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FSB makes three-point late payment reforms proposal

The Federation of Small Businesses (FSB) has issued a three-point plan to reform payment practices and “protect small suppliers against another Carillion payment scandal”.

A year on from the construction giant’s collapse, the body is recommending strengthening the Prompt Payment Code, adopting project bank accounts, and assigning non-executive directors to oversee the supply chain.

 

Project bank accounts see members of the construction supply chain – many of which are SMEs – receiving payment in five days or less from the due date, with the aim of easing cashflow through the system and supports closer working within the supply chain.

 

A YouGov poll commissioned by the Association of Accounting Technicians (AAT) and published this month showed that almost three quarters (73 percent) of MPs agree with reforms to the Prompt Payment Code.

 

The reforms are that the Prompt Payment Code:

  • Be made compulsory for companies employing more than 250 employees;
  • See maximum payment terms halved from 60 to 30 days;
  • Be supported by a clear, simple financial penalty regime for persistent late payers, enforced by the Small Business Commissioner.

FSB national chairman Mike Cherry said: “The collapse of Carillion was a watershed moment that brutally exposed the shocking ways that some big businesses treat their suppliers.

 

“The construction giant used its dominant position to squeeze smaller firms with late payments and unreasonable payment terms in an attempt to shore up its own precarious position. These practices did not save them and their failure has resulted in very real human consequences.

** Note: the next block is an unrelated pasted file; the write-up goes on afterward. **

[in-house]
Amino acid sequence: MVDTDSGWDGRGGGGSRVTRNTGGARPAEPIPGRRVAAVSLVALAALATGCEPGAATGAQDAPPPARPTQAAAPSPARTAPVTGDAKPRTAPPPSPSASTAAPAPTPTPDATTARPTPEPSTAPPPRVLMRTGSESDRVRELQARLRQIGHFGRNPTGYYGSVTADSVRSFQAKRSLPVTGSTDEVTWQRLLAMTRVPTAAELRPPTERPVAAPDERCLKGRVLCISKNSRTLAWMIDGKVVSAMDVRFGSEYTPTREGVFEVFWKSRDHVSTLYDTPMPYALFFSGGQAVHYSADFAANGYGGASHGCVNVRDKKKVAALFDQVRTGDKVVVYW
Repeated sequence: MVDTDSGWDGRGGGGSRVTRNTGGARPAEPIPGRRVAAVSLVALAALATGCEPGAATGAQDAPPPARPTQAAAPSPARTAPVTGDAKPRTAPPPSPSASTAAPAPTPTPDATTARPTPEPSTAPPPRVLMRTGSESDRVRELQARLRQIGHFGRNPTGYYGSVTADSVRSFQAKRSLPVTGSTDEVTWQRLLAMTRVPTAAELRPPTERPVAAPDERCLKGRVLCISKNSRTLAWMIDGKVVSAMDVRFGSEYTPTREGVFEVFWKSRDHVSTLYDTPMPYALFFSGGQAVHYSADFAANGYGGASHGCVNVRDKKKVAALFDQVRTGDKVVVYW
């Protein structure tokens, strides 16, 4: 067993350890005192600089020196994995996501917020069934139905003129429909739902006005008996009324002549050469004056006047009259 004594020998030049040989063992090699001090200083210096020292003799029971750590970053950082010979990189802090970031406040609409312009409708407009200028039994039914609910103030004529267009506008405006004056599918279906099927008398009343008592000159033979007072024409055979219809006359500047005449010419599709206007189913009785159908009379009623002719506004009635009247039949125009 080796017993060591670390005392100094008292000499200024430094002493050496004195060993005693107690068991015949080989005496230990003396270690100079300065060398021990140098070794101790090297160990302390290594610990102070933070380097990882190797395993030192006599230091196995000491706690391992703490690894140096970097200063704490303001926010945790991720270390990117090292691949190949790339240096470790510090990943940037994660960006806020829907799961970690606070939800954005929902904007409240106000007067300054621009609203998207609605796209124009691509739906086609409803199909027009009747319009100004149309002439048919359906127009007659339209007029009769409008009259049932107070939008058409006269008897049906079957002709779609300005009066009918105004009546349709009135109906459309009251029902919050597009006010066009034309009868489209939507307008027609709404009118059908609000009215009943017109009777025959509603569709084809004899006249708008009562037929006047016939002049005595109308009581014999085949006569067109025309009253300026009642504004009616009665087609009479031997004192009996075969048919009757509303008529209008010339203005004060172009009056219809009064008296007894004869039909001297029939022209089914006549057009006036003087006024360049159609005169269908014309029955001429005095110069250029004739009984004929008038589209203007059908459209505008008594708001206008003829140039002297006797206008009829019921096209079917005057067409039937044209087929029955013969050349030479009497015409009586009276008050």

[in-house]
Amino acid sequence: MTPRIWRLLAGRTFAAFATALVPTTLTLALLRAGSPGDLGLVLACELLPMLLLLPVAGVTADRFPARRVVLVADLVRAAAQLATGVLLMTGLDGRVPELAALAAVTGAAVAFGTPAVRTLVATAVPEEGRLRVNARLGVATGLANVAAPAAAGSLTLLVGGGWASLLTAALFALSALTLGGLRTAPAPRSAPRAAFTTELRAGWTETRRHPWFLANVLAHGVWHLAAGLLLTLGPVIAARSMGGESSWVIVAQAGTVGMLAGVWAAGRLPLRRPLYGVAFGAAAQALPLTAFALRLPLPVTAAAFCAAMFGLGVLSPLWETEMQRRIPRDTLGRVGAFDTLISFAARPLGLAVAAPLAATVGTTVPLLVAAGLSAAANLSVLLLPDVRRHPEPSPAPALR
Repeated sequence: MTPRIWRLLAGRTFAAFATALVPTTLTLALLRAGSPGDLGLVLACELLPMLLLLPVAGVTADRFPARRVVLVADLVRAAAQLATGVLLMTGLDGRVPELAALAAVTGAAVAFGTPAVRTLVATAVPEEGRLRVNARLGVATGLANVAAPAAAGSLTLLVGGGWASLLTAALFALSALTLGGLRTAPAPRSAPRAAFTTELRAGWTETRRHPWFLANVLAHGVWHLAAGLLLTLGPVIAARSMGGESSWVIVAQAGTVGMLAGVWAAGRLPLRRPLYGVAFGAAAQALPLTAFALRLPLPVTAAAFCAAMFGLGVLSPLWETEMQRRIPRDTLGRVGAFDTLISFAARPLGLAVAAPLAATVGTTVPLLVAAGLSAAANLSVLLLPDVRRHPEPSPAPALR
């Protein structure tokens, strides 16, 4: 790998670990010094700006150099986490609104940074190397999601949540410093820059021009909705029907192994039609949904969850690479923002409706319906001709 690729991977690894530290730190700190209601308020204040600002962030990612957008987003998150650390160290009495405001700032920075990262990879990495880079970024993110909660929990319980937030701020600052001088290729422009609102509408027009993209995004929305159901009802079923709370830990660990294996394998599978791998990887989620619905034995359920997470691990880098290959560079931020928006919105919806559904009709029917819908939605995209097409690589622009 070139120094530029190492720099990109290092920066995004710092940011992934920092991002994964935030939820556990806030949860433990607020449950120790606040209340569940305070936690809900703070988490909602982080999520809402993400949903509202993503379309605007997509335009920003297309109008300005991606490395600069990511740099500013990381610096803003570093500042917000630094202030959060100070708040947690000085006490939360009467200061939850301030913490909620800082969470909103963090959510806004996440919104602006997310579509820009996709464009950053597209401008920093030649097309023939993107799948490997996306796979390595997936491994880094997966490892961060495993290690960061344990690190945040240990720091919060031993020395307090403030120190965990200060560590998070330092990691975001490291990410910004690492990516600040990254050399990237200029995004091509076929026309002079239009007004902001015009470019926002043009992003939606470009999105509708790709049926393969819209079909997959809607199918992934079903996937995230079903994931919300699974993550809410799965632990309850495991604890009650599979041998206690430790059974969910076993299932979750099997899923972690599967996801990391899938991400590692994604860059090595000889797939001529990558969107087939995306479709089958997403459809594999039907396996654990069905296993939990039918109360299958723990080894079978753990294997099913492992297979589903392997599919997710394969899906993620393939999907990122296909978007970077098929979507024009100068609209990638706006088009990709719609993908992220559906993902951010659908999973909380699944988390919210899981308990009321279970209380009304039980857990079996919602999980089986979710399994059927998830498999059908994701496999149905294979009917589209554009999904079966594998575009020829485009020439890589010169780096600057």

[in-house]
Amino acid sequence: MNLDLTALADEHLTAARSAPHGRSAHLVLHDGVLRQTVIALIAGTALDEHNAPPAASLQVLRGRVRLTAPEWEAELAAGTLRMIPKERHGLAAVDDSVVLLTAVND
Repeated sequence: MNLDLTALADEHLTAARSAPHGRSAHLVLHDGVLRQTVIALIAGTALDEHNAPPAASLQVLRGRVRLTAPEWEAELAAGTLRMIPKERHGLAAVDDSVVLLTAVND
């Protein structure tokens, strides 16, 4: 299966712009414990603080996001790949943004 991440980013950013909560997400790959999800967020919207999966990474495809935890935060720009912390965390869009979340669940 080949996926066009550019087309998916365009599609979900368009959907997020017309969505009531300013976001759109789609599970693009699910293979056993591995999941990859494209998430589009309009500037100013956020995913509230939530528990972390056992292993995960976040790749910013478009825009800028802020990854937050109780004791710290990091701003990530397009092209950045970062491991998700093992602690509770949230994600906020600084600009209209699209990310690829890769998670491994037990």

Many small businesses were left with nothing for the hard work they had undertaken beforehand and given nothing in compensation after. Some didn’t survive.

 

“A year on, we have seen the government be proactive in attempting to improve public procurement and stamp out poor payment practices. Recent reforms to crackdown on public sector suppliers that don’t pay on time are welcome and send a clear message that paying late is not okay. However, more must be done to ensure private, as well as public sector, supply chains pay on time.”

 

He added that assigning non-executive directors to take responsibility for supply chains is “the way to shift poor payment culture outside of British boardrooms.”

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